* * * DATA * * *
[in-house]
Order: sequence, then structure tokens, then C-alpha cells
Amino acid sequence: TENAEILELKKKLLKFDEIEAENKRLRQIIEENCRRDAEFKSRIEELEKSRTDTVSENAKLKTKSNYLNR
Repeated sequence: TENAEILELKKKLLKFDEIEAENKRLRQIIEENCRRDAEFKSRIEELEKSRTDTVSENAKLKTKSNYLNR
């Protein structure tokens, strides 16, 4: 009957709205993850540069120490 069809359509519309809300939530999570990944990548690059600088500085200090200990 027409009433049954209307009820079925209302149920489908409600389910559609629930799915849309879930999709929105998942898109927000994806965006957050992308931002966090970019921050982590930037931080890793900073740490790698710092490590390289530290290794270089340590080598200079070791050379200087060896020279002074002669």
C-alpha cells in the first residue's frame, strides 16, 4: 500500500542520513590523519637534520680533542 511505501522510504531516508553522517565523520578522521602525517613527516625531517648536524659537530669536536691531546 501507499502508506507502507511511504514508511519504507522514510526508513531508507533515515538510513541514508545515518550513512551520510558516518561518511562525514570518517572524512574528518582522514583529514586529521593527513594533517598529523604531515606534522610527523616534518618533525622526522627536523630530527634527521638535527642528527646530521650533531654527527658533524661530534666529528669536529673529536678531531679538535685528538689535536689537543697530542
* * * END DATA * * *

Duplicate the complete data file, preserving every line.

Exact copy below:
[in-house]
Order: sequence, then structure tokens, then C-alpha cells
Amino acid sequence: TENAEILELKKKLLKFDEIEAENKRLRQIIEENCRRDAEFKSRIEELEKSRTDTVSENAKLKTKSNYLNR
Repeated sequence: TENAEILELKKKLLKFDEIEAENKRLRQIIEENCRRDAEFKSRIEELEKSRTDTVSENAKLKTKSNYLNR
């Protein structure tokens, strides 16, 4: 009957709205993850540069120490 069809359509519309809300939530999570990944990548690059600088500085200090200990 027409009433049954209307009820079925209302149920489908409600389910559609629930799915849309879930999709929105998942898109927000994806965006957050992308931002966090970019921050982590930037931080890793900073740490790698710092490590390289530290290794270089340590080598200079070791050379200087060896020279002074002669």
C-alpha cells in the first residue's frame, strides 16, 4: 500500500542520513590523519637534520680533542 511505501522510504531516508553522517565523520578522521602525517613527516625531517648536524659537530669536536691531546 501507499502508506507502507511511504514508511519504507522514510526508513531508507533515515538510513541514508545515518550513512551520510558516518561518511562525514570518517572524512574528518582522514583529514586529521593527513594533517598529523604531515606534522610527523616534518618533525622526522627536523630530527634527521638535527642528527646530521650533531654527527658533524661530534666529528669536529673529536678531531679538535685528538689535536689537543697530542